- The Washington Times - Wednesday, September 15, 2004

TORONTO — Some time today, probably mid- to late-afternoon, the NHL will lock out its players for the second time in 10 years.

The question is, will anybody notice? A better question might be, does anybody care?

The NHL is locking out its 690 players because it has not reached an agreement on a new collective bargaining agreement with its players’ union. The old one expires at midnight.

There are dozens of issues — some reasonably important, others of almost no consequence — but only one really matters: a salary cap. The owners claim they can’t function without one; the union won’t discuss any proposal that contains the words “salary cap” or “cost certainty.”

“Our game right now is in such shambles in terms of where we’re going with this lockout, with our agreement and with our fans — they’re going to take a big hit, and the scary thing is half the people out there aren’t going to care that we’re not playing,” said Jeremy Roenick, a power forward for the Philadelphia Flyers who has been doing color commentary for ESPN during the World Cup of Hockey tournament.

“Why don’t they care? We need to make our game better, to make it more exciting,” Roenick said. “Hopefully, with this lockout will come changes that will make it more exciting — shootouts at the end of tie games, take out the red line, create a penalty for illegal defenses [i.e., the neutral zone trap] like they have in the NBA. Make it a 4-on-4 league.

“I don’t know what the answers are except right now people are losing jobs. If we went to 4-on-4, I’d be out of a job but if you want to talk about the league, you have to talk about what’s best for the game. Right now the fans are not excited about what they see when they come to the rinks. You have to fix that. … We need to create excitement, and we can’t have it where it’s going to cost $500 to bring a family of three to a game. The players will have to take a [financial] hit for that.”

The last CBA the two sides negotiated was in early 1995 after a lockout of more than three months. The average NHL salary at that time was $733,000; today it’s $1.83 million. There have been occasional negotiation sessions during the last few months but none since Thursday, when the union’s latest offer was quickly rejected by the league. No more are scheduled.

Asked how something as large and influential as a professional sports league could find itself in this kind of trouble twice in a decade, Roenick replied, “Egos. You’ve got big egos on both sides that don’t want to break,” said the center who lived for a time in Fairfax County before he was drafted in the first round in 1988 by Chicago.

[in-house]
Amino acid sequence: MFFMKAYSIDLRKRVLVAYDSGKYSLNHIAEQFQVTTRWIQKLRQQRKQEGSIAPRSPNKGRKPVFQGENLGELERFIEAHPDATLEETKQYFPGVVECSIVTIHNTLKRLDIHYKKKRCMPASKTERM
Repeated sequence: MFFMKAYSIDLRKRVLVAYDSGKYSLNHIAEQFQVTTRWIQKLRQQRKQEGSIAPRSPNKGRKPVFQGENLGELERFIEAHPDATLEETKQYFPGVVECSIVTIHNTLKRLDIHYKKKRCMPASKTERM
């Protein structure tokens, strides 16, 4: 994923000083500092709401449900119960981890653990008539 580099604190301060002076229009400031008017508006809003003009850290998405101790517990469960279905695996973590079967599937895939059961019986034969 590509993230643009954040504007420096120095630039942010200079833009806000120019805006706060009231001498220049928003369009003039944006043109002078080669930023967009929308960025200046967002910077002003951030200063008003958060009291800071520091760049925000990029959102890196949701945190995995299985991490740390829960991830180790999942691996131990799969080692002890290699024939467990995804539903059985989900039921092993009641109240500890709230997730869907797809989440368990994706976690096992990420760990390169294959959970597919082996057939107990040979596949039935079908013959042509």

“Everybody believed this system would work back in 1994, but it doesn’t work,” said Brian Burke, who was fired as general manager of the Vancouver Canucks after the playoffs. Burke, a lawyer, has great knowledge of the situation because he was director of hockey operations for the league when the last CBA was hammered out. He also has been a GM of two teams, a player and an agent.

“The players feel they’re entitled to the percentage of revenue they have in the business right now [about 75 percent] and the owners don’t.” Burke said. “I think the industry is clearly in trouble, and there needs to be a restructuring. It’s not unusual to have a fight over things like that.

“The industry is very healthy from a revenue standpoint. The problem is the cost. Player costs are too high a percentage of league revenues. It’s way out of whack with other sports. As a result, too many teams [two-thirds of the 30 clubs] are losing money, and the industry is in trouble.”

Burke conceded contraction might help the situation but he did not see it as a solution when successful negotiations could come up with a plan to benefit both sides.

“I believe there’s a deal to be made there,” Burke said. “I don’t understand why we’re not playing.”

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